There's no wrong way to have a family, and IKEA's latest ad totally gets it.

Breaking news everyone: Divorce happens.

While divorce rates in the U.S. are dropping (we can thank feminism, marriage equality, and true love for that), divorce is still a pretty common occurrence for couples and families around the world.

We're starting to talk about it more, too — at the dinner table, in stories about celebrity breakups and conscious uncouplings online, and in scripted and reality shows on every TV network, like Sarah Jessica Parker's new HBO show which is simply titled "Divorce."


Parker and Thomas Haden Church speak about their new show, "Divorce." Photo by Frederick M. Brown/Getty Images.

This is important because marriages don't always make it, and it's a fact of life.

But real talk about divorce is still missing in one key arena: advertising.

Heartbroken dogs, death, and raising families are fair game. However, for most brands, divorce is just a bridge too far. But, luckily for us, and all families navigating this tricky transition, that's changing.

Enter Swedish furniture and meatball giant IKEA, who tackled the issue of divorce recently in a moving spot titled, "Every Other Week."

The ad shows a young boy packing his things to spend some time at his dad's place for the first time.

GIF via IKEA/Vimeo.

He grabs his belongings and travels across town to his dad's apartment.

GIF via IKEA/Vimeo.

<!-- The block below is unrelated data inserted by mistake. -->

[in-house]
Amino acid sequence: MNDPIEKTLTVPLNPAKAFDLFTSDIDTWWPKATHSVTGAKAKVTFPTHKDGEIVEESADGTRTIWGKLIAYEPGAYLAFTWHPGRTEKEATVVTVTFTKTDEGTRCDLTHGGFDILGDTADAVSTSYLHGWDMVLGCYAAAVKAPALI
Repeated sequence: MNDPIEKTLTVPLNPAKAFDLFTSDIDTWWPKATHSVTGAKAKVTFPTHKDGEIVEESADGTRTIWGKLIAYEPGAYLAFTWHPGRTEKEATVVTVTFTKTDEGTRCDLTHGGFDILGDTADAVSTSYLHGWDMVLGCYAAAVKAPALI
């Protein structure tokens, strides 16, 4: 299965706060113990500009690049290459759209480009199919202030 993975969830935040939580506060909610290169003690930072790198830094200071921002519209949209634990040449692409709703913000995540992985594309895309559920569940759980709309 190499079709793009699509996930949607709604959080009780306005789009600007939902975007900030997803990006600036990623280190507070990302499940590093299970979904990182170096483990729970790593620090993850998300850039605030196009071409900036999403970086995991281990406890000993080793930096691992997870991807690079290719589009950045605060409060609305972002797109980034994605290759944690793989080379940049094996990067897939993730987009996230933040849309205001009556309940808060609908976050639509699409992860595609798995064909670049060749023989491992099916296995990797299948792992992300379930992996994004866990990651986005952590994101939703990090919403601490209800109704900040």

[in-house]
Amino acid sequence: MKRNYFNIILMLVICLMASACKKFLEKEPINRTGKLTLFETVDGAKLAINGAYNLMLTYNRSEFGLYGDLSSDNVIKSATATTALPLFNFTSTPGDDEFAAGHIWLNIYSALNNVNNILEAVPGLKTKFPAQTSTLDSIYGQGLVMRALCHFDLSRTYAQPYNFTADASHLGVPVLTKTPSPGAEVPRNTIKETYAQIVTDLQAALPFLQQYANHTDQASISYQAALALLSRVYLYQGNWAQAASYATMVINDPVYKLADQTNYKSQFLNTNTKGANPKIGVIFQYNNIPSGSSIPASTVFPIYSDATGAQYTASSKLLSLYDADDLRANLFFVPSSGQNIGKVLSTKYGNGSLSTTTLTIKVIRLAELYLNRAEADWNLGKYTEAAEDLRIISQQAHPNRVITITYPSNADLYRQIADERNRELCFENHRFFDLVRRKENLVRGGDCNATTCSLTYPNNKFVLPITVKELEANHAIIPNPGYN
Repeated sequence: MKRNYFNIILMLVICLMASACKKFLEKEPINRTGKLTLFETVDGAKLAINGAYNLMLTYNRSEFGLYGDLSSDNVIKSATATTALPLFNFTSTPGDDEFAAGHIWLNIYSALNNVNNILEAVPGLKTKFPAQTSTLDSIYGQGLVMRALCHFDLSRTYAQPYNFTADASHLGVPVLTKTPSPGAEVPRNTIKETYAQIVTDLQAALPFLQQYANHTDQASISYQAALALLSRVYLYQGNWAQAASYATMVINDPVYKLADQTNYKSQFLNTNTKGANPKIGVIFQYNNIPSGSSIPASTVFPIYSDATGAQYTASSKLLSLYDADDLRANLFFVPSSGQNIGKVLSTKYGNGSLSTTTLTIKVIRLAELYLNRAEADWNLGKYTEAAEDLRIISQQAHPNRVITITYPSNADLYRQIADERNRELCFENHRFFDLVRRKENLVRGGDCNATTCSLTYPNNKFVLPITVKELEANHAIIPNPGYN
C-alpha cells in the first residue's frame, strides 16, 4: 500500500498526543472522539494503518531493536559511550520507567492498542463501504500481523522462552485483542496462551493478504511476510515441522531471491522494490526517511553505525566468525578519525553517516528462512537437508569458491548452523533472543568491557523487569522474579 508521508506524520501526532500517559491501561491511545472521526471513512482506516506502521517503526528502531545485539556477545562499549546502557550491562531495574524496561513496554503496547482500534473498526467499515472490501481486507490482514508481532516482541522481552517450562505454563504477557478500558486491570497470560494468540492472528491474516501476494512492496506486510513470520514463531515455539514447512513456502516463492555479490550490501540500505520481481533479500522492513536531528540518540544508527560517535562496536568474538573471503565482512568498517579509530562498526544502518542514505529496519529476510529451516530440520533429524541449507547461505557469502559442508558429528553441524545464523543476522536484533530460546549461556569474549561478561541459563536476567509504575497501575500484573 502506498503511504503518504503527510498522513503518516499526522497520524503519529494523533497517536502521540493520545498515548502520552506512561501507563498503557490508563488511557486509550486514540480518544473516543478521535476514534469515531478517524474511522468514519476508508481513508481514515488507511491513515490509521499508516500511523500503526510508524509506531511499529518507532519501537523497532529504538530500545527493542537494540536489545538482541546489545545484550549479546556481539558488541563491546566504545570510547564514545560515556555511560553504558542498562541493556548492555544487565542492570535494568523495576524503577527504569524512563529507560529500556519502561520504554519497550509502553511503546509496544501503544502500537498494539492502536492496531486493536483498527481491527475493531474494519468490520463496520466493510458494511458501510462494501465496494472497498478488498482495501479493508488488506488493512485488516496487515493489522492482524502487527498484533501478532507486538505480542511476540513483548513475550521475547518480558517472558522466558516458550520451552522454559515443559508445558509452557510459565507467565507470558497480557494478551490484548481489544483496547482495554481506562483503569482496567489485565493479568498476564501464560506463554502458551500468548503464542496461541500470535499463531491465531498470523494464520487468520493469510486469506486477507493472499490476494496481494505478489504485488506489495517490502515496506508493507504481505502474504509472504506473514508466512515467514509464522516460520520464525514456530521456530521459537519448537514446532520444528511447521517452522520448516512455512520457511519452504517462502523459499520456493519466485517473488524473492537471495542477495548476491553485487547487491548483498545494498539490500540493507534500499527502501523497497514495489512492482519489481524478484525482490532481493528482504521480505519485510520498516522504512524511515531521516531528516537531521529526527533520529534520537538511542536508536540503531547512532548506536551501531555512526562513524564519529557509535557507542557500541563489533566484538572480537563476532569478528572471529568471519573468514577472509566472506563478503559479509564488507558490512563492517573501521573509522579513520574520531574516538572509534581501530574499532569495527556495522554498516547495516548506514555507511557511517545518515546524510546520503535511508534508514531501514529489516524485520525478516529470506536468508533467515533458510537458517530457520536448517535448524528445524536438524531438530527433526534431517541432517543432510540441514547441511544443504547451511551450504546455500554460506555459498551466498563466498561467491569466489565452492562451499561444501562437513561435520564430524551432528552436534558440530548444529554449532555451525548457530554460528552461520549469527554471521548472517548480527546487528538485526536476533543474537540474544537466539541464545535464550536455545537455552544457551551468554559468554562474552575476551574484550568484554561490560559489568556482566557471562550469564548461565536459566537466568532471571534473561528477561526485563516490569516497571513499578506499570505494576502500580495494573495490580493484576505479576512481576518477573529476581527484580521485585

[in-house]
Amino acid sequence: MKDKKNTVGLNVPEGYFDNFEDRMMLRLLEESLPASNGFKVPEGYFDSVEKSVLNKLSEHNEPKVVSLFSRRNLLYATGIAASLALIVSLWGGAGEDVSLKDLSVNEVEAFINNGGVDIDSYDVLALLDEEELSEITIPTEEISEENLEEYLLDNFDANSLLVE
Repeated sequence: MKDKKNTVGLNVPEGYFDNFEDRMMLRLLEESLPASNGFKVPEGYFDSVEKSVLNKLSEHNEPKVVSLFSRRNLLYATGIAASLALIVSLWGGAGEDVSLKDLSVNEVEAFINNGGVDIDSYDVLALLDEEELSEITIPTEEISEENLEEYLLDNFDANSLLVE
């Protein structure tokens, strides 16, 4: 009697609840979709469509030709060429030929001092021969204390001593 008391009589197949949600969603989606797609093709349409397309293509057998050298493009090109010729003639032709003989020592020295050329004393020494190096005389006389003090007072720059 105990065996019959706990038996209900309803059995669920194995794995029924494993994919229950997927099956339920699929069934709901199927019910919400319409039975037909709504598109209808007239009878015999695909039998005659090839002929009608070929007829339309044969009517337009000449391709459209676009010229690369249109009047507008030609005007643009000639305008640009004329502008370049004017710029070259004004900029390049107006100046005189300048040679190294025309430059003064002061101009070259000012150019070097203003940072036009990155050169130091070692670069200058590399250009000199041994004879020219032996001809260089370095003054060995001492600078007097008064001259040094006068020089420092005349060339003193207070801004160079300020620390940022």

And thanks to IKEA, we see that his room at his dad's apartment is just like his room at his mom's.

GIF via IKEA/Vimeo.

Showing separation and divorce in ads can really be this simple. It doesn't mean this child or every child of divorce has an easy or carefree life, but this ad works because it doesn't make divorce a sob-fest either. Commercials like this normalize what life is like for millions of families around the globe.

IKEA isn't the only company featuring a perfectly-imperfect family in their advertising.

Nabisco's Honey Maid brand dipped a toe in the water in 2014 with their documentary-like spots celebrating "the changing face of American families." (Upworthy gave them a shoutout for their LGBT ad from the same campaign.)

The two-minute commercial showcased Isaac, a real child talking about his big beautiful blended family ... and eating graham crackers. (After all, they're still trying to sell products.)

The onscreen caption reads, "No matter how families change, what makes them wholesome never will." Here, here! Pass the marshmallows.

This representation matters because these families aren't necessarily broken, and they're not damaged either. They're just families.

With the divorce rate in the U.S. still hovering around 50% and 4 in 10 marriages being remarriages for one or both lovebirds, it's high time we see more families like these on the big screen.

Because families now look different from how they did 50, 20, or even five years ago. Families are going through divorce, or they're blended, or led by grandparents, foster parents, gay couples, or single people. And brands and companies should celebrate this positive shift, not shy away from it.

Watch IKEA's heartwarming "Every Other Week," in its entirety.

It's the first video in a series of nine for their "Where Life Happens" campaign.

Courtesy of Creative Commons
True

After years of service as a military nurse in the naval Marine Corps, Los Angeles, California-resident Rhonda Jackson became one of the 37,000 retired veterans in the U.S. who are currently experiencing homelessness — roughly eight percent of the entire homeless population.

"I was living in a one-bedroom apartment with no heat for two years," Jackson said. "The Department of Veterans Affairs was doing everything they could to help but I was not in a good situation."